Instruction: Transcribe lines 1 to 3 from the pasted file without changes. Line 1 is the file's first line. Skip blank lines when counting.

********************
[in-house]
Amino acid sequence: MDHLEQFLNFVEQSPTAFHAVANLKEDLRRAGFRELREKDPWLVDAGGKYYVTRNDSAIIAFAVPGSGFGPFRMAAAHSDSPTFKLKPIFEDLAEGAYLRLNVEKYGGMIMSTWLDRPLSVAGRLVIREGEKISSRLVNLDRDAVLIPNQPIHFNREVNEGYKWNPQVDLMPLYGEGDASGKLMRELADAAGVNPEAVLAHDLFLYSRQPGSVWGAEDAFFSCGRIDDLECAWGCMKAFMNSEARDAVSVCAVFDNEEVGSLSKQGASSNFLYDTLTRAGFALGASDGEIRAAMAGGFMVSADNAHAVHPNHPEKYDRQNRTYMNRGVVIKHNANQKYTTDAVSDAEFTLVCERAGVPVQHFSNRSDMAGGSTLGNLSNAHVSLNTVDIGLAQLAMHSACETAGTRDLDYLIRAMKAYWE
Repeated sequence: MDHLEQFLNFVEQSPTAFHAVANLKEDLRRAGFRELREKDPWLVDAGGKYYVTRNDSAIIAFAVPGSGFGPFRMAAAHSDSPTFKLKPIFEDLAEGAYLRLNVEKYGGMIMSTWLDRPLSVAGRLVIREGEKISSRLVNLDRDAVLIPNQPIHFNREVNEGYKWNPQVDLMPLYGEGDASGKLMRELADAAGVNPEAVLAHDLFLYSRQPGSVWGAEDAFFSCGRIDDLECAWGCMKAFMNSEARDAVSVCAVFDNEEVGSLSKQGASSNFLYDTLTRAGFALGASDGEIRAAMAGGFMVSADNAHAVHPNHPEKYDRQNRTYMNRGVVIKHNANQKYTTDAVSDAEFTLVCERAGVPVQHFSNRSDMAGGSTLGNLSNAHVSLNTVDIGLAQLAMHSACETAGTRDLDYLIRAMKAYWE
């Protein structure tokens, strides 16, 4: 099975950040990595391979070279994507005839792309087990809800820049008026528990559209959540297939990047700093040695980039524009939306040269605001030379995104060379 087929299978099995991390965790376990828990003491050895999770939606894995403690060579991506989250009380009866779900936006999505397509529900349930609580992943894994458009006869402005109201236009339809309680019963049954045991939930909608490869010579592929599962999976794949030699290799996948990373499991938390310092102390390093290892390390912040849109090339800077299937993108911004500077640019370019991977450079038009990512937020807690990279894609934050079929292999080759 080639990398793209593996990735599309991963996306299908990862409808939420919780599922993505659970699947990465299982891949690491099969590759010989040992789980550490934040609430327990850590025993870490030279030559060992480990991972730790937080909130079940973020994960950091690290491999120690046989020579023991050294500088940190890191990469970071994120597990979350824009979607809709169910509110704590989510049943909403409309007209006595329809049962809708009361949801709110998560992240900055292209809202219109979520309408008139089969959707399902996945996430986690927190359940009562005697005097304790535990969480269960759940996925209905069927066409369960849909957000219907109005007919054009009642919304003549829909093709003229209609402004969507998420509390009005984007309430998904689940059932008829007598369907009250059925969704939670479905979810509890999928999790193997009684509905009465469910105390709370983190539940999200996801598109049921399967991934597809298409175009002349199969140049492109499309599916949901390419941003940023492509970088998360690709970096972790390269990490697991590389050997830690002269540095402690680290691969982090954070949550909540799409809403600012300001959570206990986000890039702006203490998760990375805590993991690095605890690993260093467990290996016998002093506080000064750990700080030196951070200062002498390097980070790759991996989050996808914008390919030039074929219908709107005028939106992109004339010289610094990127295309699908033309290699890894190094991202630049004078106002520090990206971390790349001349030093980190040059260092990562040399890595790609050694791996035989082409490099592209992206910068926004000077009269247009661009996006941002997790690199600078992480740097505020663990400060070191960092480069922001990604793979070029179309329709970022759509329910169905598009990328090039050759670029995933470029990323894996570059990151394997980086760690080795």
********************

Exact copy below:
[in-house]
Amino acid sequence: MDHLEQFLNFVEQSPTAFHAVANLKEDLRRAGFRELREKDPWLVDAGGKYYVTRNDSAIIAFAVPGSGFGPFRMAAAHSDSPTFKLKPIFEDLAEGAYLRLNVEKYGGMIMSTWLDRPLSVAGRLVIREGEKISSRLVNLDRDAVLIPNQPIHFNREVNEGYKWNPQVDLMPLYGEGDASGKLMRELADAAGVNPEAVLAHDLFLYSRQPGSVWGAEDAFFSCGRIDDLECAWGCMKAFMNSEARDAVSVCAVFDNEEVGSLSKQGASSNFLYDTLTRAGFALGASDGEIRAAMAGGFMVSADNAHAVHPNHPEKYDRQNRTYMNRGVVIKHNANQKYTTDAVSDAEFTLVCERAGVPVQHFSNRSDMAGGSTLGNLSNAHVSLNTVDIGLAQLAMHSACETAGTRDLDYLIRAMKAYWE
Repeated sequence: MDHLEQFLNFVEQSPTAFHAVANLKEDLRRAGFRELREKDPWLVDAGGKYYVTRNDSAIIAFAVPGSGFGPFRMAAAHSDSPTFKLKPIFEDLAEGAYLRLNVEKYGGMIMSTWLDRPLSVAGRLVIREGEKISSRLVNLDRDAVLIPNQPIHFNREVNEGYKWNPQVDLMPLYGEGDASGKLMRELADAAGVNPEAVLAHDLFLYSRQPGSVWGAEDAFFSCGRIDDLECAWGCMKAFMNSEARDAVSVCAVFDNEEVGSLSKQGASSNFLYDTLTRAGFALGASDGEIRAAMAGGFMVSADNAHAVHPNHPEKYDRQNRTYMNRGVVIKHNANQKYTTDAVSDAEFTLVCERAGVPVQHFSNRSDMAGGSTLGNLSNAHVSLNTVDIGLAQLAMHSACETAGTRDLDYLIRAMKAYWE